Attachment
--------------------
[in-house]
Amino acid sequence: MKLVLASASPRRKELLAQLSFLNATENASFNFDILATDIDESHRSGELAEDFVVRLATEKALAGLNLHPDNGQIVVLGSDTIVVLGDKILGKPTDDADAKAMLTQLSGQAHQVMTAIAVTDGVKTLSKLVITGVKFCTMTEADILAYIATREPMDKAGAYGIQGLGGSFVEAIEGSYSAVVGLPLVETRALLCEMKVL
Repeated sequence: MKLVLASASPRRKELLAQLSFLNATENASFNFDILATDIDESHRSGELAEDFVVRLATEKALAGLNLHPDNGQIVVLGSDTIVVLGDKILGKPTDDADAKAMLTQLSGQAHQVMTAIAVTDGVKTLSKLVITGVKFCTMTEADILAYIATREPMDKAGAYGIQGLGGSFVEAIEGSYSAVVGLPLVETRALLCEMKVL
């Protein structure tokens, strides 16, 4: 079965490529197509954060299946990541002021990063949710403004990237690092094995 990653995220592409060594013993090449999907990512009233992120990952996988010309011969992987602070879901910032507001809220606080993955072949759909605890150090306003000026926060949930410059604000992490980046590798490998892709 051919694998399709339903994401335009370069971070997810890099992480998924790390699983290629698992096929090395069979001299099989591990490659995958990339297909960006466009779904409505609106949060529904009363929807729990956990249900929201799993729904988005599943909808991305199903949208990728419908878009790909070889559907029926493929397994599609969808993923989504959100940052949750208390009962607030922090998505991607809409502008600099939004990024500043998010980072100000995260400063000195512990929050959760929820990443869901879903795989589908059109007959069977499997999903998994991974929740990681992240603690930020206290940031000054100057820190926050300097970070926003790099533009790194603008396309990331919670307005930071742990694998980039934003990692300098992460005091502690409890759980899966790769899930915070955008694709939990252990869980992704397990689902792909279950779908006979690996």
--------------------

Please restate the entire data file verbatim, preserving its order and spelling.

[in-house]
Amino acid sequence: MKLVLASASPRRKELLAQLSFLNATENASFNFDILATDIDESHRSGELAEDFVVRLATEKALAGLNLHPDNGQIVVLGSDTIVVLGDKILGKPTDDADAKAMLTQLSGQAHQVMTAIAVTDGVKTLSKLVITGVKFCTMTEADILAYIATREPMDKAGAYGIQGLGGSFVEAIEGSYSAVVGLPLVETRALLCEMKVL
Repeated sequence: MKLVLASASPRRKELLAQLSFLNATENASFNFDILATDIDESHRSGELAEDFVVRLATEKALAGLNLHPDNGQIVVLGSDTIVVLGDKILGKPTDDADAKAMLTQLSGQAHQVMTAIAVTDGVKTLSKLVITGVKFCTMTEADILAYIATREPMDKAGAYGIQGLGGSFVEAIEGSYSAVVGLPLVETRALLCEMKVL
């Protein structure tokens, strides 16, 4: 079965490529197509954060299946990541002021990063949710403004990237690092094995 990653995220592409060594013993090449999907990512009233992120990952996988010309011969992987602070879901910032507001809220606080993955072949759909605890150090306003000026926060949930410059604000992490980046590798490998892709 051919694998399709339903994401335009370069971070997810890099992480998924790390699983290629698992096929090395069979001299099989591990490659995958990339297909960006466009779904409505609106949060529904009363929807729990956990249900929201799993729904988005599943909808991305199903949208990728419908878009790909070889559907029926493929397994599609969808993923989504959100940052949750208390009962607030922090998505991607809409502008600099939004990024500043998010980072100000995260400063000195512990929050959760929820990443869901879903795989589908059109007959069977499997999903998994991974929740990681992240603690930020206290940031000054100057820190926050300097970070926003790099533009790194603008396309990331919670307005930071742990694998980039934003990692300098992460005091502690409890759980899966790769899930915070955008694709939990252990869980992704397990689902792909279950779908006979690996």